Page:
Outside groups are raining media dollars on Montana, which is home to one of this cycle’s marquee Senate races.
Sen. Jon Tester (D) and his Republican opponent, Rep. Denny Rehberg, have been inundated with hundreds of thousands of dollars’ worth of TV ads, including several just in the past month. The spending is emblematic of the state’s relatively inexpensive media markets and the race’s competitiveness and potential to swing the Senate majority. It also puts the Montana race on track to be among this cycle’s most expensive in terms of spending by outside interest groups.
Sources in the state disagree on exactly how much has been spent against each candidate. According to a Republican-compiled breakdown of spending that was obtained by Roll Call, overall outside spending in Montana has already eclipsed $2 million.
That includes $911,000 in anti-Rehberg or pro-Tester ads and $614,000 in anti-Tester or pro-Rehberg ads. An additional $524,000 in spending is listed as “issue ads,” including $80,000 in anti-President Barack Obama ads from Crossroads GPS.
Democrats in the state have a different count: $700,000 in anti-Tester ads and $445,000 in anti-Rehberg ads. Either way, the heat is on.
Montana is one of several battleground states receiving early attention from outside groups. The U.S. Chamber of Commerce recently launched a six-state ad campaign in Iowa, Montana, Nevada, Ohio, Pennsylvania and Washington.
“This is the earliest we’ve gone up in our voter education efforts,” chamber spokesman J.P. Fielder said. “We think that the voters need to know how the decisions being made in Washington [D.C.] are impacting their pocketbooks.”
The chamber’s Montana ad urges viewers to tell Tester to stop supporting “big government” policies that result in Medicare cuts, rising health care costs and more unemployment.
Crossroads GPS also launched a $157,000 TV ad buy this month across the state’s five media markets that accused Tester of supporting a bill allowing the Environmental Protection Agency to regulate farm dust, something the Tester campaign vehemently denies.
“As a 30-year politician, [Rehberg] encourages politics-as-usual ads that go as far as attacking Jon for a vote that never even happened,” Tester campaign manager Preston Elliott said in a statement to Roll Call. “Montanans deserve better, which is why Jon has a strong record of demanding laws to make our elections transparent.”
The American Federation of State, County and Municipal Employees; the Service Employees International Union; and Americans United for Change recently joined forces to launch an ad against Rehberg that targets senior voters.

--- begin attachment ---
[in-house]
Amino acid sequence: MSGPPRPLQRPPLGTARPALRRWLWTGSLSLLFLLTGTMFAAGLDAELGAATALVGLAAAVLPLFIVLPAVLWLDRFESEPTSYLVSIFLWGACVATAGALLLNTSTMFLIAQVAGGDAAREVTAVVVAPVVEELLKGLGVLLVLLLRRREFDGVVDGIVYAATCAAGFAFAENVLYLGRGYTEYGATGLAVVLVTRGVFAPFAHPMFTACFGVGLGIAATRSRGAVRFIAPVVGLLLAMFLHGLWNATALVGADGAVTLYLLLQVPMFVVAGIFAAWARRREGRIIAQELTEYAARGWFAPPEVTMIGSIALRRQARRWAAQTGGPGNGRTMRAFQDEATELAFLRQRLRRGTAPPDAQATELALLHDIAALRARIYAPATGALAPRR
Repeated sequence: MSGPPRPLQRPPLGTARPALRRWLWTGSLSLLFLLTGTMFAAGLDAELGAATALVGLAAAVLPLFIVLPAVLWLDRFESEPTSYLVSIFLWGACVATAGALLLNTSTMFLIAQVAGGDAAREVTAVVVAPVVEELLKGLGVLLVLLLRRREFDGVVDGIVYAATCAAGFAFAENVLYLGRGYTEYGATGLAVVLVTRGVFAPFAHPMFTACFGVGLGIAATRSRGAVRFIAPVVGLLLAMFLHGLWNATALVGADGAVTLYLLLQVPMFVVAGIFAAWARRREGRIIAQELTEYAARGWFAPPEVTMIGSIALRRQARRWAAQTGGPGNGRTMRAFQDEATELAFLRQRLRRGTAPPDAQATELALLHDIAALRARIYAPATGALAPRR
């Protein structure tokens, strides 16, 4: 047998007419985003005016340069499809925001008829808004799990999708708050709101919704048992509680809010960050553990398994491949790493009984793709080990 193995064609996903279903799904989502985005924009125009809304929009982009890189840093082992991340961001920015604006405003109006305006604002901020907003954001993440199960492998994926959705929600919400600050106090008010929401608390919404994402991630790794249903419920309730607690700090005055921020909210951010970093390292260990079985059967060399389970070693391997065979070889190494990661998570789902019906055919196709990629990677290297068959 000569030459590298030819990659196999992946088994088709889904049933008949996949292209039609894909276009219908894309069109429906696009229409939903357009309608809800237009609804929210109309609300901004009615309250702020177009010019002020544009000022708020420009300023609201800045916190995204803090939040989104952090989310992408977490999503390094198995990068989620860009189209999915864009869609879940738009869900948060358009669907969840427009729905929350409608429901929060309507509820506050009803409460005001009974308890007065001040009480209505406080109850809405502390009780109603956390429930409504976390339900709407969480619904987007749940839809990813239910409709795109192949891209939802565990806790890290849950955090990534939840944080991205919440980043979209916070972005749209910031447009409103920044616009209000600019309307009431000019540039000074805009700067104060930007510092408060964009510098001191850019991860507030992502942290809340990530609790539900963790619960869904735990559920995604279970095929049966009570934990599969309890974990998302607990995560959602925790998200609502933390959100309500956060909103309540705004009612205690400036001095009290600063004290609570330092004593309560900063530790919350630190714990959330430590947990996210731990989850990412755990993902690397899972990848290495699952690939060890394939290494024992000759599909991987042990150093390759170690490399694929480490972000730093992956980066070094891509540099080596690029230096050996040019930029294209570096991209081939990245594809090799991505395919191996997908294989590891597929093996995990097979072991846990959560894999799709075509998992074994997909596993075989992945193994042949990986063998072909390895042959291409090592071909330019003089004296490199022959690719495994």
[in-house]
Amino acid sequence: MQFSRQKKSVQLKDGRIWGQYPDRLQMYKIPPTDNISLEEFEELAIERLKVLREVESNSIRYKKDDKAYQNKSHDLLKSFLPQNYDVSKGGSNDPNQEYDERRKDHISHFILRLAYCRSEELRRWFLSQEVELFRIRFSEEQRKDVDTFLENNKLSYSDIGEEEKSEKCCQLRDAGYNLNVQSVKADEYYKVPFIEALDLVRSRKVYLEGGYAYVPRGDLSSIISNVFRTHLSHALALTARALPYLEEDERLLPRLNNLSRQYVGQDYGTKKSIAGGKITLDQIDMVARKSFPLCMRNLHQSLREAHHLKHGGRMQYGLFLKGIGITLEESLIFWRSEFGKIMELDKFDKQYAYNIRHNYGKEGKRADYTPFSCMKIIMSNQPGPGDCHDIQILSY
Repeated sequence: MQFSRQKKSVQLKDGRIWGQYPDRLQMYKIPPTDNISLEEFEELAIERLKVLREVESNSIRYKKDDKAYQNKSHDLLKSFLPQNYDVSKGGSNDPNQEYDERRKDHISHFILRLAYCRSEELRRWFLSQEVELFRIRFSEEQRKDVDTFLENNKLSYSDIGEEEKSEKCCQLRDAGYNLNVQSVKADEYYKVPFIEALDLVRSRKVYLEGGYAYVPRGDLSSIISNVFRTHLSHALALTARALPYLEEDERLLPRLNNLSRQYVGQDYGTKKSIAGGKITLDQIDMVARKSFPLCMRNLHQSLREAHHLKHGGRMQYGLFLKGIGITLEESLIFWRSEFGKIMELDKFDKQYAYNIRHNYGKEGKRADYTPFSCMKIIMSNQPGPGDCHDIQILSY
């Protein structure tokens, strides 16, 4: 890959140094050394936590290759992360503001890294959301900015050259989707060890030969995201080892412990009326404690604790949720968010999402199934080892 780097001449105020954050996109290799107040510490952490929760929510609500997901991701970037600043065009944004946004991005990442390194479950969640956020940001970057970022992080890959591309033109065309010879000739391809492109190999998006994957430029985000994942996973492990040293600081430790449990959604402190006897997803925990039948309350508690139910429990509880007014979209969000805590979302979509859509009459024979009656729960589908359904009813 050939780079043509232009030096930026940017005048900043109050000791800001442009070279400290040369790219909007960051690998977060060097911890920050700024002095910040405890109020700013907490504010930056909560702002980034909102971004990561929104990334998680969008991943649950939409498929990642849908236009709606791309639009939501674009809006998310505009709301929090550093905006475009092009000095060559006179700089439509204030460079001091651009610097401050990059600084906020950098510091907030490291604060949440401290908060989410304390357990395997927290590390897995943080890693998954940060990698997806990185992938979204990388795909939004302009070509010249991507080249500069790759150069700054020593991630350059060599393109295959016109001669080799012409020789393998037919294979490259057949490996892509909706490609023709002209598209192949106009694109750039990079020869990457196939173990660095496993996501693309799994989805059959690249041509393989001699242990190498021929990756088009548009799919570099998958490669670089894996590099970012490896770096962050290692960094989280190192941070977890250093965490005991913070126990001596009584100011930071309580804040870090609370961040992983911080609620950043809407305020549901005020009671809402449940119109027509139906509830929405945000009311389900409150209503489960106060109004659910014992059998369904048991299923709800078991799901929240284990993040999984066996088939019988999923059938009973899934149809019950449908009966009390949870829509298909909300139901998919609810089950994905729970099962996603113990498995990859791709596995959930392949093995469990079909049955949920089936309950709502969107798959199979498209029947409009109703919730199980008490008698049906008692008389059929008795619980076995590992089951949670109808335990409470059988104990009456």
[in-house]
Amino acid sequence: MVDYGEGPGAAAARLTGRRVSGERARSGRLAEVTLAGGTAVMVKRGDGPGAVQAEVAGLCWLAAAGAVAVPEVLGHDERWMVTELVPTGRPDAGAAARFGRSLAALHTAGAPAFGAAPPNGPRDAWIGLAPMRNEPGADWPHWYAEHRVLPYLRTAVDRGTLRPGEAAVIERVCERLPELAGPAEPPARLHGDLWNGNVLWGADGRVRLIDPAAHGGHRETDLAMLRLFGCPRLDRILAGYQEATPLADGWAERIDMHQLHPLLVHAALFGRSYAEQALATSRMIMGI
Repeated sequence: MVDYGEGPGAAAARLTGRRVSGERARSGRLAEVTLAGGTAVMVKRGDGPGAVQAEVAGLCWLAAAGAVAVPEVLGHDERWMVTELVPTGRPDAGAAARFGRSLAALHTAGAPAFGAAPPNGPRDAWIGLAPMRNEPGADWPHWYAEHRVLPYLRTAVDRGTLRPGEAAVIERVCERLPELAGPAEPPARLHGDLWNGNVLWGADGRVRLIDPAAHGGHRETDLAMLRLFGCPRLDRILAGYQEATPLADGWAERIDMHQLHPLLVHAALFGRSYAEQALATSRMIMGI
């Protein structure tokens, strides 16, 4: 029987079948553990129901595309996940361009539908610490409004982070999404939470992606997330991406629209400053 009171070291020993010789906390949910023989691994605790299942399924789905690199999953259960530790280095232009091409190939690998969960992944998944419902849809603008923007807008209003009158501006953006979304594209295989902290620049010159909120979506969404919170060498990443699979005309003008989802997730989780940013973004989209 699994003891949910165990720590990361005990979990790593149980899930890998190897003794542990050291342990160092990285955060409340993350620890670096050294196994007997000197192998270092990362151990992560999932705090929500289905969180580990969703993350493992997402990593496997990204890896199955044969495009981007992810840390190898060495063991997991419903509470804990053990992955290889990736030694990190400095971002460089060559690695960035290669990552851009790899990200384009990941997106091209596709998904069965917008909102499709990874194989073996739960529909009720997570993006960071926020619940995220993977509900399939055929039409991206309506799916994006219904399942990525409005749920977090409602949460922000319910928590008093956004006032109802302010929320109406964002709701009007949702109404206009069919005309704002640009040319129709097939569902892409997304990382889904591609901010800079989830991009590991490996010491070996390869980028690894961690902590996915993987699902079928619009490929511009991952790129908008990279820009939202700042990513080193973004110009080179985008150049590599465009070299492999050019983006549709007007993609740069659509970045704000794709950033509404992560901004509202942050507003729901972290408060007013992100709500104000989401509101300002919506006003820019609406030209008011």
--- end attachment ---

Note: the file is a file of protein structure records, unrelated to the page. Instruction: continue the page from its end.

“I’ll remember you cut Medicare if I fall or get hurt,” an older woman’s voice says in the ad. “I’ll remember you protected millionaires over protecting my health. My friends will remember it too.”
There are state-based groups getting involved as well. Montana Hunters & Anglers Action, a 501(c)(4), spent more than $200,000 on two TV ads criticizing Rehberg for supporting a bill “that gives the Department of Homeland Security complete control over millions of acres of Montana public lands,” as the announcer said in one ad.
The Rehberg campaign argues that voters will focus on Tester’s support for Obama’s policies and Supreme Court nominees, not outside groups attacking the six-term Congressman.
“Montanans aren’t going to be distracted by false attacks from left-wing activist groups,” Rehberg adviser Erik Iverson said. “They know Denny offers real solutions while Jon Tester votes for President Obama’s agenda 97 percent of the time. At the end of the day, that’s the fundamental difference between the candidates, and it will be the difference in this election.”
The Montana Hunters & Anglers group is led by Land Tawney, a senior manager at the National Wildlife Federation; George Cooper, a communications adviser and former CNN producer; Kendall Van Dyk, a Democratic state Senator; and Barrett Kaiser, a former longtime aide to Sen. Max Baucus (D-Mont.).
In an interview, Tawney would not disclose the group’s donors, but he said that as long as the group can raise money, it plans to continue producing ads next year.
“It’s a way of life and something we hold dearly, and I think we want to make a difference on issues,” Tawney said of the group’s focus on outdoor sporting. “Depending on what those issues are and what kind of traction we can get on fundraising, I think we’ll be planning around issue-based stuff.”